David Montgomery
Department of Physics & Astronomy, Dartmouth College
April 28, 2005 Foothills Laboratory, Room 1001
Lecture 3:00pm
Twodimensional turbulence with material wall boundaries
Most theoreticallyoriented studies of turbulence in both two and three dimensions have been done either for infinite systems or with rectangular periodic boundary conditions enforced. However, many if not most turbulent fluids are turbulent because of what is done to them at their boundaries, where periodic boundary conditions are a poor representation.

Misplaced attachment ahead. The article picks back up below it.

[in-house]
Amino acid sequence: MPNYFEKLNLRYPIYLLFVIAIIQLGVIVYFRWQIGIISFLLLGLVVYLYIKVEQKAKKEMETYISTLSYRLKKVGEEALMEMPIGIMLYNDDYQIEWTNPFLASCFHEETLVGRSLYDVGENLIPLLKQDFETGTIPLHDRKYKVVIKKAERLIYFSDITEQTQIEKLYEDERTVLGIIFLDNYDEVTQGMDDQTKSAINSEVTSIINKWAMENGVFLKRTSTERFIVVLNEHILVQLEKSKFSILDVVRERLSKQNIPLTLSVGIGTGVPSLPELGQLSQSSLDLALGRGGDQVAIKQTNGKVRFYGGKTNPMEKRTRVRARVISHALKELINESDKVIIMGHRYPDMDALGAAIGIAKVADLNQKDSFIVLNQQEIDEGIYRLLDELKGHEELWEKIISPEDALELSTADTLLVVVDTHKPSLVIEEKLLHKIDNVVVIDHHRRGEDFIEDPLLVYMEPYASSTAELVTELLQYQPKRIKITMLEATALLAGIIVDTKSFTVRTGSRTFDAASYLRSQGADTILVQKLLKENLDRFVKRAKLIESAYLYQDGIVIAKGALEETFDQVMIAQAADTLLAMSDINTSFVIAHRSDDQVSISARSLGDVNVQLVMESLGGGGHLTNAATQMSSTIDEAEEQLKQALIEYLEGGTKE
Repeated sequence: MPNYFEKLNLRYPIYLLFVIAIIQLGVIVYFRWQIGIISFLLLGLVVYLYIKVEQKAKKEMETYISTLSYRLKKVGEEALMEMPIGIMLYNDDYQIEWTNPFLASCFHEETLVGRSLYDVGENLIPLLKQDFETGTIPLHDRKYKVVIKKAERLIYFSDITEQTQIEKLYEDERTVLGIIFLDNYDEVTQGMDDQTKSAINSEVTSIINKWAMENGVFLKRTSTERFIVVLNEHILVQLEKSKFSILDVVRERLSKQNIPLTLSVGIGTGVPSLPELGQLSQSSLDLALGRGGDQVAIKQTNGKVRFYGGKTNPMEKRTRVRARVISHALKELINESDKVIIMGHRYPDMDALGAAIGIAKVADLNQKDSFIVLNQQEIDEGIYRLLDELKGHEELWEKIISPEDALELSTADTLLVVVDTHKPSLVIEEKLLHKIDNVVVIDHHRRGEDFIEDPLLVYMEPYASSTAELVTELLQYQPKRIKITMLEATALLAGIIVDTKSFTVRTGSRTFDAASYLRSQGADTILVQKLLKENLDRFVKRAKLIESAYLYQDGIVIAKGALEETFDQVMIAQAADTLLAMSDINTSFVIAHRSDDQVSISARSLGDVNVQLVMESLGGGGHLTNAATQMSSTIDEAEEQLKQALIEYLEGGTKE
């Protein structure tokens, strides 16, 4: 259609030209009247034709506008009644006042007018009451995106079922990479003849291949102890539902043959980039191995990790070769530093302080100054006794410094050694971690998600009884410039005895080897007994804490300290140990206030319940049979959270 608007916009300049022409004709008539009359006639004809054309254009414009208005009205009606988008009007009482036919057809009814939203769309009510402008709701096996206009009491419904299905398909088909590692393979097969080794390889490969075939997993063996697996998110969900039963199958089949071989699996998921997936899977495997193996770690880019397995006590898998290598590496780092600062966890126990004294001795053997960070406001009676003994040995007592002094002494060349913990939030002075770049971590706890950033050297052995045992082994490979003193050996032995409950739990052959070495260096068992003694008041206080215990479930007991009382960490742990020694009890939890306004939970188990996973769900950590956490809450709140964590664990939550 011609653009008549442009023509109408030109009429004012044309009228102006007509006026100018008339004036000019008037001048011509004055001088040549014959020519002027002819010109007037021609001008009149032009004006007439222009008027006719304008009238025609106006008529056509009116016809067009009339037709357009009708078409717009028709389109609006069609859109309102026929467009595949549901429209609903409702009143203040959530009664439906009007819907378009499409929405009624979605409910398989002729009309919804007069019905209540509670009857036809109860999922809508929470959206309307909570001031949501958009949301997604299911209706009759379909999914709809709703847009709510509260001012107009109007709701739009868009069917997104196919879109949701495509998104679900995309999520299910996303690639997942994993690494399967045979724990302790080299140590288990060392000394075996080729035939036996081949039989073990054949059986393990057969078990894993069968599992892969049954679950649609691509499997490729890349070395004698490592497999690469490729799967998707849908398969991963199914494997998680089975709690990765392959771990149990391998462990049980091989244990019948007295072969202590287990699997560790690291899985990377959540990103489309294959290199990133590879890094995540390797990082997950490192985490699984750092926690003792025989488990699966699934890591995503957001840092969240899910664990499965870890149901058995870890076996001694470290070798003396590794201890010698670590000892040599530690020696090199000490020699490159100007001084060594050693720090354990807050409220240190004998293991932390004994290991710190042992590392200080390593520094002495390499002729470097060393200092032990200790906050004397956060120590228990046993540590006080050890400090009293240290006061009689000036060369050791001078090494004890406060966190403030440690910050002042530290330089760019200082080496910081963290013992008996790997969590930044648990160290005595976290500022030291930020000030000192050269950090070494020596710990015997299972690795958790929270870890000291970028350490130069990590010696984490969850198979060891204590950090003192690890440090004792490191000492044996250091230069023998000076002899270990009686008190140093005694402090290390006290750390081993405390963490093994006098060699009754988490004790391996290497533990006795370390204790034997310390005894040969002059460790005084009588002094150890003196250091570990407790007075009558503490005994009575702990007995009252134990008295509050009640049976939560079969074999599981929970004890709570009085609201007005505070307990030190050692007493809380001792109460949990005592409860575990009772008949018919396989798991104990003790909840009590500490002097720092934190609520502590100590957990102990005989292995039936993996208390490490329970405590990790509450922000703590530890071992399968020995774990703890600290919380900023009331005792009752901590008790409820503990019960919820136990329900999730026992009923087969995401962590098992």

The present work represents an effort to ask what changes occur in twodimensional turbulence when there are material wall boundaries at which either noslip or stressfree boundary conditions apply. In particular, circular and rectangular boundary conditions have been investigated, including some laboratory experiments on stratified quasitwo dimensional fluids. Several new features arise, such as the importance of net angular momentum (not welldefined for periodic boundaries) and the phenomenon of "spontaneous spinup."
The work also highlights some longunresolved mathematical issues, such as pressure determinations in incompressible, multidimensional,wallbounded flows.
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